I Finally Ride at “The Pit”
By Billy Rainford
The old saying is true: If you want to ride a lot, do not get a job in the motocross industry. Unless you’re a test rider, the more involved you get in the industry, the less time you have to actually ride.
I’ve been lucky enough to carve out a nice little niche in our sport and I’m thankful for it every single day. Having said that, every time I tell myself I’m going to ride more often, I get let down. This year, I plan to change that. And the fact that I’ve now thrown my leg over a bike once this spring means I’m already ahead of the last…oh, let’s round it to 35 years. You heard me.
Sure, you see me popping up all over the world covering racing and the riders, but don’t think for a minute that I’ve been tearing up tracks as I travel. I haven’t owned a bike since 1987. I feel terrible saying that, but it’s the plain truth. With Jeff McConkey‘s Yamaha YZ250 2-stroke in my garage, I’m bound and determined to burn a bunch of laps this summer.
I have a bunch of great Leatt gear in my bag and that means it’s time to go out and ride in it and give my feedback. Nope, I’m not going to set any lap records, but I can give an honest opinion of what the stuff feels like.
Since moving back to Ontario from BC back in 2007, I’ve always heard of this little track just outside my home town in London, Ontario, called “The Pit.” I even drove over there once to have a look but didn’t take the time to really check it out. I’ve always seen photos of it on social media, especially on Kassie Boone‘s Instagram page; she always seemed to be riding there.
A couple weeks ago, I headed over again to find #37 Dario Zecca putting in some laps. It was that day that I first saw the massive jump at the far end that everyone seems to call “Mount Ugly.” Since then, we’ve posted a bunch of videos of people jumping this crazy thing. So, when my high school buddy, #116 Jamie Ruddock, said he and #174 Chad Valenti were heading there to ride on Saturday, I went for it.
These are a couple of Vet riders who I knew I would have a fun day with at the track. No pressure, just go out and burn some gas. Well, that was me, these guys actually get after it out there!
With COVID-19 restrictions in place all across Canada, we knew we had to get there early, since we heard they were only allowing 30 riders on the track. Jamie is nothing if not punctual and he said we should get there before 10:30 to be sure we get on the track. I actually beat him there!
You roll up to the property that sits on a bend in the road above a nice little valley just north of the town of Thamesford. It’s a really nice little piece of property, and it’s kind of ‘Moto Heaven.’
There were a couple vehicles ahead of me and I pulled up in the DMX Van with the #739 on the hitch rack. It’s nothing fancy, but I’m more utilitarian than flash these days, anyway.
I stopped the van in the little circle that goes around the farm house, put on my mask, and walked up to the porch to sign in and pay my $25.
I didn’t catch the name of the friendly couple who own it, but I chatted with them for a little while. They saw the van and asked what Direct Motocross was all about. After some explanation it became known that they didn’t even have internet at their place! A big part of my Vet brain really liked knowing that. It felt just like the old days.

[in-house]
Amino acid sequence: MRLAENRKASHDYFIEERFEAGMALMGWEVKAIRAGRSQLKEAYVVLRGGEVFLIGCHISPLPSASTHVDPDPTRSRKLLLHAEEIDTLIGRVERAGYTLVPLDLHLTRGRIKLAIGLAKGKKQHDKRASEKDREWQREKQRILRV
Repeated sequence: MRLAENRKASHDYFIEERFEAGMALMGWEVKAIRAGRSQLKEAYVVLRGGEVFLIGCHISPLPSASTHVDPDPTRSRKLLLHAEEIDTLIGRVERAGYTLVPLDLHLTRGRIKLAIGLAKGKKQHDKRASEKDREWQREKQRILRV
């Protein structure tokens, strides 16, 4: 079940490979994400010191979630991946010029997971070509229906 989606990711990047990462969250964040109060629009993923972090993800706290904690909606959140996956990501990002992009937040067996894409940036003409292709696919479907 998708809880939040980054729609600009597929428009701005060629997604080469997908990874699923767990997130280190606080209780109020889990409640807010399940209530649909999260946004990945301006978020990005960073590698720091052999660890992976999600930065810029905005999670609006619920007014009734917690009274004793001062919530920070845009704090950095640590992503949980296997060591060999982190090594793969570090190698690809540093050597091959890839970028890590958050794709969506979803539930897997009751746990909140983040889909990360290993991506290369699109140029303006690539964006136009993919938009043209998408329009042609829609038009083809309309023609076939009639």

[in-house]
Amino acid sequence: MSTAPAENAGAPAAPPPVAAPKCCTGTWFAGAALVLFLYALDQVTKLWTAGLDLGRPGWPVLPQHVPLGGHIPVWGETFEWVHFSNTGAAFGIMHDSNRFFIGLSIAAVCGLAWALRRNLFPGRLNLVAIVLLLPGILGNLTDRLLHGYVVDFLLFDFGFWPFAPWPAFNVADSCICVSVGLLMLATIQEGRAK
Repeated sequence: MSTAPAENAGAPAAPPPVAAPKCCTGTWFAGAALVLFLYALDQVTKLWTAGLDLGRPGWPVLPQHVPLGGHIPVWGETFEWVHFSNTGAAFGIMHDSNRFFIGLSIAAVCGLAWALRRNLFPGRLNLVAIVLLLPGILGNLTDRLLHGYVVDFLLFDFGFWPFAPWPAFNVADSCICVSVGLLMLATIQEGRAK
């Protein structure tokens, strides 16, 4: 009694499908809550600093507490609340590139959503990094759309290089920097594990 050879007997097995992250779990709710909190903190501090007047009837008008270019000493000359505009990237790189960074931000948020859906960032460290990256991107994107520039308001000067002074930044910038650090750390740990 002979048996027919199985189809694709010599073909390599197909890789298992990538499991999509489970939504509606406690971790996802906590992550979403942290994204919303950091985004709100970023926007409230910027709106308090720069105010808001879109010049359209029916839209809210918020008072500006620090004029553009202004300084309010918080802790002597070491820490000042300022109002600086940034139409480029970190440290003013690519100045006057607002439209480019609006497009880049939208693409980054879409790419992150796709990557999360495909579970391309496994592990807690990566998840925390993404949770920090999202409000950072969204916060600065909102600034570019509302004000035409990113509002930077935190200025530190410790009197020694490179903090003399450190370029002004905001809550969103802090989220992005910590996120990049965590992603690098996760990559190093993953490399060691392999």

I got back in the van and drove around the house and past the growing line-up of vehicles and over to the track.
I parked in the place Jamie told me he likes, over in front of the Pee Wee track. And what a great track it is. To be honest, I think I would have been happy turning laps on it all day! If you’re in the area and want to get your kids into the sport, be sure to check this place out. I think you’ll be pleasantly surprised.
As more and more vehicles pulled in and took their places, I began to notice that most of the riders were of “advanced” age, just like me. I thought to myself that if older riders like the place, it’s probably a pretty well laid-out track. Of course, there were a bunch of youngsters, too, but the high number of Vets struck me as a very positive sign.
Jamie and Chad parked beside me and we began talking about the day and the track. I’d wandered around a little when I was there the week before, but not to the extent that I would say I knew the track. My dad was always big on walking a track on race day morning, so I wanted to make sure there wasn’t a gator pit or some such thing you had to jump with speed before I went out on the track for my first session.
And then I saw someone pull in who I hadn’t been on a track with since 1987. Yes, you still heard me. The friendly voice was immediately known to me – my old friend and rival Al Strickert was there to ride that day, too. I felt like I must have dropped some Chernobly in the hot tub the night before.
Al wandered over and we talked for a while. Our families became friends back in the day, so we got caught up on all the things going on.
We all went back into our trucks, trailers, Sprinters, and minivans and got dressed to do some riding. My plan was to try and hit the track 3 times at 20 minutes a ride. I’ve been doing a lot of cycling already this year, so I thought that was a realistic idea of a good day on the track.
I was actually ready to go first and headed out for my first moto.
They had the track prepped and ready, and I was immediately happy with the place. The jumps are well thought out and about as safe as they can be. You’re going to find it pretty easy if you are a fast rider, but it will definitely hone your scrubbing skills.
I clicked my old, trusty, Timex Ironman watch and started trying to get comfortable.
I spent a big part of that first ride looking over my shoulder to make sure I wasn’t getting in anyone’s way. There weren’t any Pro riders doing laps, but I was going so slowly that it made good sense for me to try and not cut anyone off or get landed on. Man, it’s tough to get old!
I didn’t do all the jumps that first time and just kept rolling around trying to sort the whole thing out. If it ever happens to you, you’ll be amazed at the disconnect between what your brain thinks you should be doing and what your body actually does out there on the track. Time is a weird thing.